2.) Two Reactions to Foster Care

When we tell people we are pursuing our foster care license there are only two reactions we get:

- That's so good/noble/awesome. You'll be great foster parents, any kid would be lucky to have you in their life!
- There's good money to be made in that!

Yeah, you can guess which reaction makes me a little angry. Because obviously, the only reason to open your home to a child is to be compensated for it right? And kids don't cost money, especially little ones, they don't outgrow all their clothes every three months and require diapers and wipes and formula and baby food. But hey, it's one way for me to be able to see who will be there and supportive as we go through this.

3.) Not every child has books

I volunteered to be Jace's class reader, meaning I'll go in when I can and read to the kids two at a time. What I didn't realize was that some of his kindergarten classmates are never read to. Some had to have books sent home to do the book report pumpkin project because they have no books in their home. And it broke my heart because one of my favorite things to do with Jace is reading to him and going to the library to pick out new books.

2017 Goals Update:

I laid out goals for myself this year, and what better time to check in with them then my monthly learning post? Here's where things stand currently.

1.) Read 50 books!

Current Status: Only one more book until I've reached my goal!

2.) Meditate daily

Current Status: No meditation this month.

3.) Maintain Blog

Current Status: Post number 6 of the month, another successful month in the life of this blogger.

4.) Write!

Current Status: I opened back up my old journal and began writing again, but did not write anything to submit for publication this month.

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In loss miscarriage one in four pregnancy

My First Miscarriage

October 15th is recognized worldwide as Pregnancy and Infant Loss Awareness Day.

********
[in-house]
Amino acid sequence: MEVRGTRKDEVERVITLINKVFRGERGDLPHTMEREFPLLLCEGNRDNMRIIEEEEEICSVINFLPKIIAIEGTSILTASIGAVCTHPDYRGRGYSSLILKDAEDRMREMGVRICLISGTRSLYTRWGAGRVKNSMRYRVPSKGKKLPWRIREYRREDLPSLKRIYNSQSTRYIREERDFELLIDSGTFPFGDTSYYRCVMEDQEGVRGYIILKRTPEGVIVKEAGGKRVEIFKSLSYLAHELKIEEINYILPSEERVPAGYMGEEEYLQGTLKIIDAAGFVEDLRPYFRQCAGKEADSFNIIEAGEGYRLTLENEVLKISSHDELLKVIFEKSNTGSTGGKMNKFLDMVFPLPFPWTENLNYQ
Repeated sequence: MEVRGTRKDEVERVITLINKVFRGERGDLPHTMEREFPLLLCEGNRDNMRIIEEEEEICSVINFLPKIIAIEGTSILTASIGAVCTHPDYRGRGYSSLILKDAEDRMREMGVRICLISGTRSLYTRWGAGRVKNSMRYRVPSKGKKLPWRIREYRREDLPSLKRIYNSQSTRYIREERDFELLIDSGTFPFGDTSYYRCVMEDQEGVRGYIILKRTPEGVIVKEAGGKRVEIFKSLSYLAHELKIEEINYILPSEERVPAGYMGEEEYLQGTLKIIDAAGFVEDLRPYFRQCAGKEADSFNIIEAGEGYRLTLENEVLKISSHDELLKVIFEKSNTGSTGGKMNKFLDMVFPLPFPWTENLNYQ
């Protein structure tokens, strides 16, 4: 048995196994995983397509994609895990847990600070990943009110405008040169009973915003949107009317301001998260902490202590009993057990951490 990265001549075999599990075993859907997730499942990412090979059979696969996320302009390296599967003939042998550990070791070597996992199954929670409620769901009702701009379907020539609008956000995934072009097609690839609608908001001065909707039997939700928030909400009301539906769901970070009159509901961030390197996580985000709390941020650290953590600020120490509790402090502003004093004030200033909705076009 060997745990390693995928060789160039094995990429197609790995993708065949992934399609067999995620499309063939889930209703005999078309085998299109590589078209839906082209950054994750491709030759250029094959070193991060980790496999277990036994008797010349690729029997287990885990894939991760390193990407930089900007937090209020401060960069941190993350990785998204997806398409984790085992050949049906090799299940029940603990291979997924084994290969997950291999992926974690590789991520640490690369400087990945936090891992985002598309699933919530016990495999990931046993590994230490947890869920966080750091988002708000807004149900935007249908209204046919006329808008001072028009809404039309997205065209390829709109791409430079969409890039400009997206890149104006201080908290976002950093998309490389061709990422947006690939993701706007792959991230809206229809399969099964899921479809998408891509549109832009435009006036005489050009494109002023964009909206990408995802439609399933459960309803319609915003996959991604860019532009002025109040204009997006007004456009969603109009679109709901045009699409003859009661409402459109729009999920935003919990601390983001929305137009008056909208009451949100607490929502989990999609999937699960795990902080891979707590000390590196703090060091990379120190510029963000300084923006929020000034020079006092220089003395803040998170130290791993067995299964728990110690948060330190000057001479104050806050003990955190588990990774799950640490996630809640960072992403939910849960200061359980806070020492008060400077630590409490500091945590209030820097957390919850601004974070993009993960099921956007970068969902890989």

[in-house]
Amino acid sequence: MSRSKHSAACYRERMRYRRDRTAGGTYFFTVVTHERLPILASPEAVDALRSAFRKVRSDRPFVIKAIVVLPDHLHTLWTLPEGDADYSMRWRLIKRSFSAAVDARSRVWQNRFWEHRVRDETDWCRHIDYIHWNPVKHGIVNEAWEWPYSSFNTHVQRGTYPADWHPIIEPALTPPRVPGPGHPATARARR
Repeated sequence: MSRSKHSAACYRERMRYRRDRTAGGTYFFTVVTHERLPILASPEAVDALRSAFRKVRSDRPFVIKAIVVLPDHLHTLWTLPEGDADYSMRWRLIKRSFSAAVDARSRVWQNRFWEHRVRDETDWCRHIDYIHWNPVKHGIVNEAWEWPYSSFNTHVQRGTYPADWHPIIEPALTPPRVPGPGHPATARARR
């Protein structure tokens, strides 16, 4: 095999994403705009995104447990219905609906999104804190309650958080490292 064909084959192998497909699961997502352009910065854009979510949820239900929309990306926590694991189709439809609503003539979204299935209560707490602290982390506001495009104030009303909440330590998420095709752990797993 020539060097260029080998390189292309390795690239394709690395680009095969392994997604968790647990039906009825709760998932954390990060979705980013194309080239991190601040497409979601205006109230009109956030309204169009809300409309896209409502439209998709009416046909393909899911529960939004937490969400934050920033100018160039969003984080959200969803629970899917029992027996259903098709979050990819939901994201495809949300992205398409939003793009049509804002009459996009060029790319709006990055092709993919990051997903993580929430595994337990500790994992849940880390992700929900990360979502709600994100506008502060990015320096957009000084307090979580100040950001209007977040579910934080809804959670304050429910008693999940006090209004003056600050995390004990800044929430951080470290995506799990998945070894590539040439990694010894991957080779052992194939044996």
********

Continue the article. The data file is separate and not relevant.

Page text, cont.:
This month I'm also three years out from my first loss.

It's interesting, but of all the things I've posted about, I've never told the stories on here. I've never penned the story of  when I learned they were gone. They're painful stories, but they're part of my story.

On October 28th, 2014, I had scheduled my first doctor appointment for my second pregnancy. I was just over 6 weeks along, and went into the office without a care in the world. We'd already taken pictures to announce the pregnancy and announce Jace as big brother.

They weighed me, measured me, took my blood pressure, then took me back to the ultrasound room, and began to do the ultrasound.

She pointed out the uterus, and kept moving the wand, but wasn't saying anything else. She couldn't find anything. She asked if I was sure about the date of my last period, and I was, I knew without a doubt because I had been doing all the tracking that comes with trying. She double checked the results of the urine test, which showed that I was pregnant. And then she sent me for blood work, and an appointment for two days later to redraw the blood and see what the results showed.

I texted my mom as I walked to the lab for a blood draw, sent a text apologizing to Sarah (who was babysitting Jace) for taking longer than expected at the doctor, and when they were done with me at the hospital, I drove to Sarah's. I picked up Jace and drove straight to Gabby's house, knocking at her door with Jace on my hip, no warning whatsoever. Jace and I stayed with her that evening, since Nathan was at work, and when he got a break and could call I stood out on her front porch sharing the update with him.

It was a blurry day in between, and when I went back in on Thursday they did the blood work first and then I had to wait to see the doctor.

When the nurse took me back she weighed me and said something that I can't recall, but I responded and said "I just did more blood work to see what my HCG levels went up or down." She looked at me and said, "Oh honey, they went down, you've definitely lost the pregnancy."

I was led into a room and sat down to wait for the doctor, holding in tears because I don't like to cry in front of other people, especially strangers. The doctor sat down and told me that my HCG level had dropped, but not dropped as rapidly as was typical, based on that and on the ultrasound there was a chance that the pregnancy was ectopic, so I had two options.

I could do an exploratory laparotomy, if the pregnancy was ectopic they would remove it and the fallopian tube it was in, and perform a D&C if it wasn't. The other option was to continue coming in for blood work and monitoring because if it was ectopic I would end up coming in through the ER. I opted for the first and was told to arrive at the hospital at 6:00 am the next morning, Halloween.

I remember Seth coming to the hospital to sit with Nathan while I went into surgery. I remember the ride home being too bumpy and full of tears. And I remember my parents arriving to help take care of me, and laying on the couch watching The Goldbergs with my dad while my mom and Nathan took Jace out to trick or treat.

It's been three years, and it still hurts. I still mourn and look at the scars on my abdomen that remind me that it really happened. I say it quite a bit, but the pain never goes away, it just becomes more livable.